Rain?  Goodness, yes.  It was so heavy, that it was prudent to pull off the highway to a side street and wait it out.  The radar image on the phone was not encouraging.  But, we did get far enough to avoid the very worst of it.

Mize, Mississippi.  We're mostly out of the heaviest rain, although we were not done with it.

A beautiful sunset.

Wiggins, Mississippi.  In Kansas, the main street will  almost always be perpendicular to the railroad tracks.  But, in this region, it seems that there are two main streets: each parallel to the tracks, but on either side.

The Ohr-O'Keefe Museum of Art is in Biloxi, Mississippi.  The museum presents the work of a potter who lived in this area at the turn of the century.


The styles of the buildings were decidedly varied.  Perhaps too much so?  It's hard to imagine how devastating hurricane Katrina was to this area.  Not only would this have all been under water, we found out that a large floating casino came to rest here.  What a mess.


Ocean Springs, Mississippi.


The Walter Anderson Museum of Art was damaged by the hurricane, but there wasn't any evidence of that.  The community center is actually not part of the museum, although it is accessible through it, and it does contain some very impressive murals by Walter Anderson.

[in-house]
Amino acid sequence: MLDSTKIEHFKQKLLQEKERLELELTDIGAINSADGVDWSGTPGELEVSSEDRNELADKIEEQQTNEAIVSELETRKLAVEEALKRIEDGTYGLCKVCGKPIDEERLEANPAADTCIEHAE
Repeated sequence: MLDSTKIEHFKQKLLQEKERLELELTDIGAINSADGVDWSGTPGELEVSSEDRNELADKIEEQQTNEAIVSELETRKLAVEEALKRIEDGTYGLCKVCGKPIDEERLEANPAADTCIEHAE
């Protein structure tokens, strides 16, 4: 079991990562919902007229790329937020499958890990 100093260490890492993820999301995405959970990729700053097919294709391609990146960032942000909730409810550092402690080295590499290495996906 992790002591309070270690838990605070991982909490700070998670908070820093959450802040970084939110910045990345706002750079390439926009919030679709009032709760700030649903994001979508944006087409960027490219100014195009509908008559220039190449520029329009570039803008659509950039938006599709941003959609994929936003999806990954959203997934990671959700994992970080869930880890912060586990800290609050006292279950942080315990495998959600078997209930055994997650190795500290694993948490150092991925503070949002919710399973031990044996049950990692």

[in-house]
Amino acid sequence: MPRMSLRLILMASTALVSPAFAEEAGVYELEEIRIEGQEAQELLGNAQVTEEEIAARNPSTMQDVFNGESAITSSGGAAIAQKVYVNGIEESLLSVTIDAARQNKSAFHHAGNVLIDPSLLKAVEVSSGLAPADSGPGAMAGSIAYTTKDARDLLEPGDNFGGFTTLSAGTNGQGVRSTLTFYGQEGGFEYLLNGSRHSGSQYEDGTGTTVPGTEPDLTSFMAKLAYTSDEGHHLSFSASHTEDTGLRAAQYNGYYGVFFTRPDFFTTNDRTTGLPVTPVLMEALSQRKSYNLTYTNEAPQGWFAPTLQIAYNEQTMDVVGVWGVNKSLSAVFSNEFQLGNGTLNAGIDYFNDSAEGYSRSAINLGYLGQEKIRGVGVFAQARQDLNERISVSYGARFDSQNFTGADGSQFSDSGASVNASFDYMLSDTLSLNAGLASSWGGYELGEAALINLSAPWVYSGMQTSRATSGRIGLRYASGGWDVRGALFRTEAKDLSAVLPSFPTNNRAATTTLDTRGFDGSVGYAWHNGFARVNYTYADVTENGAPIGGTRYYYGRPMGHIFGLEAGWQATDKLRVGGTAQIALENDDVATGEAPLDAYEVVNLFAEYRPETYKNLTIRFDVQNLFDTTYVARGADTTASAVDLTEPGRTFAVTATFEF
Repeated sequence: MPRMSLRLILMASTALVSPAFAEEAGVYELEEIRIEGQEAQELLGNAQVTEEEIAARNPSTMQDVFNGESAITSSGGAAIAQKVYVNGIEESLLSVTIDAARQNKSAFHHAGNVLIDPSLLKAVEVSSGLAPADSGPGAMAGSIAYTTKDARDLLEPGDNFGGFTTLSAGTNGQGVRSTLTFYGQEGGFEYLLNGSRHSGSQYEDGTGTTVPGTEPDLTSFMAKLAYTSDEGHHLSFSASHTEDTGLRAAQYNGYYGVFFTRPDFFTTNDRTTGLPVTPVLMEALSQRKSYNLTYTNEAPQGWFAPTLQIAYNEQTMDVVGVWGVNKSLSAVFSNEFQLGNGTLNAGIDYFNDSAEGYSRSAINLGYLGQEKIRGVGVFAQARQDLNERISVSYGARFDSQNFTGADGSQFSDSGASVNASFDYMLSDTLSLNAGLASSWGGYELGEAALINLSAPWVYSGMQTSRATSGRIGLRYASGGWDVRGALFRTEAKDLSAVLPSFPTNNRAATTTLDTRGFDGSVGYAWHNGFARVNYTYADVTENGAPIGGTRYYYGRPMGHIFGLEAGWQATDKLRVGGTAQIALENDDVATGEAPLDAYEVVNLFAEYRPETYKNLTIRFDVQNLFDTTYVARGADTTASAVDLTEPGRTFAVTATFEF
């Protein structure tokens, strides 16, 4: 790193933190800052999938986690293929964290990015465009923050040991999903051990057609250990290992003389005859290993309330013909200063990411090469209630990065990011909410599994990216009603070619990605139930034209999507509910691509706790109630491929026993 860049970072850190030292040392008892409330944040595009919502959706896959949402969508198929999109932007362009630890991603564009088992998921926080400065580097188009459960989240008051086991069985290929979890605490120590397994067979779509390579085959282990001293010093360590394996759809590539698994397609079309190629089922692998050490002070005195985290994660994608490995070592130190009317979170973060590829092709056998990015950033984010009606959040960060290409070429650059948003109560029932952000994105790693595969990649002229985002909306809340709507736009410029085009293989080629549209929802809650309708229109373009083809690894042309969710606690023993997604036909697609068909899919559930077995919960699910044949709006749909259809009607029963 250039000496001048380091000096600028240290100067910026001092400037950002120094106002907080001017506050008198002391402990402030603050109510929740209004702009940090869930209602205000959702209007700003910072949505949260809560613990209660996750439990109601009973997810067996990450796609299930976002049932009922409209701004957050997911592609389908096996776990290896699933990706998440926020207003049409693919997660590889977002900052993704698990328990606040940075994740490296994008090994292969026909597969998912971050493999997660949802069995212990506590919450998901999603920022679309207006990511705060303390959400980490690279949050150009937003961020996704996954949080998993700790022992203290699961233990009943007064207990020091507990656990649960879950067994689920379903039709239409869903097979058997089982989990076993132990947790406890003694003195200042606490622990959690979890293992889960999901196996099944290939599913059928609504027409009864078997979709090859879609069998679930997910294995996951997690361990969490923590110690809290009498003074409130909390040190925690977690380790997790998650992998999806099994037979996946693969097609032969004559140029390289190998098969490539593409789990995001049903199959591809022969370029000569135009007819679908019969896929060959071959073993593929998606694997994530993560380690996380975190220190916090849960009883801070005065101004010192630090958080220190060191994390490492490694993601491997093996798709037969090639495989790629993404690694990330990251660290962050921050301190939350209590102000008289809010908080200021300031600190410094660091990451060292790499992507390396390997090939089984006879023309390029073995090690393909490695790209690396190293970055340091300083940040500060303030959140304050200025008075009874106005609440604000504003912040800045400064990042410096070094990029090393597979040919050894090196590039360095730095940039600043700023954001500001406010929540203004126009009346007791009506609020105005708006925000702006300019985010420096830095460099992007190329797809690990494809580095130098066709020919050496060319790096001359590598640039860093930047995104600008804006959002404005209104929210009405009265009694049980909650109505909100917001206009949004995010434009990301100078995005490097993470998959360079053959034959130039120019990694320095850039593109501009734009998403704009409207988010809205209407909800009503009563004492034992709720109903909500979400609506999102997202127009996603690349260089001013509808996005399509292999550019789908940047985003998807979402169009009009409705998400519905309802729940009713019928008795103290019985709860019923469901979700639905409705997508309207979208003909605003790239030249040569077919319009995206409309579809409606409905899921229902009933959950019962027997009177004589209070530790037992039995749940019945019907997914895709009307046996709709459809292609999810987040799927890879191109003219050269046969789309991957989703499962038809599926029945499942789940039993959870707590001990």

These large letters were made from wood blocks that Anderson made.  They were intended for his children.











His style is very distinctive and easy to identify.




Shepard State Park is not many miles east of Ocean Springs.  There are a number of trails that seem all to be part of a Frisbee golf course.  Anyway, we did manage to not get lost.




The bridge was stronger than it looked.  I think.


I rather like these marshes.



Gautier, Mississippi

Biloxi, Mississippi.  We're now driving back west along the coastline.  The damage from the hurricane has all been removed, but you do notice that block after block, for miles and miles the coast is empty of houses and other buildings.


Picayune, Mississippi.  We stopped for the night.  Picayune is the home of Paul's bakery, a large maker of King Cakes for Mardi Gras.

Abita Springs, Louisiana.

We walked up and down the entire town.





The tourist map we had indicated that there would be another trail leading back to the town.  We never found it.


Not all the town streets are paved.


Driving to New Orleans?  There's a lot of water to be crossed.  It's like crossing an ocean on the longest bridge imaginable.

The causeway humps up on occasion to allow enough clearance for boats to pass beneath.  There are also a number of turn-around points, which emergency vehicles could use.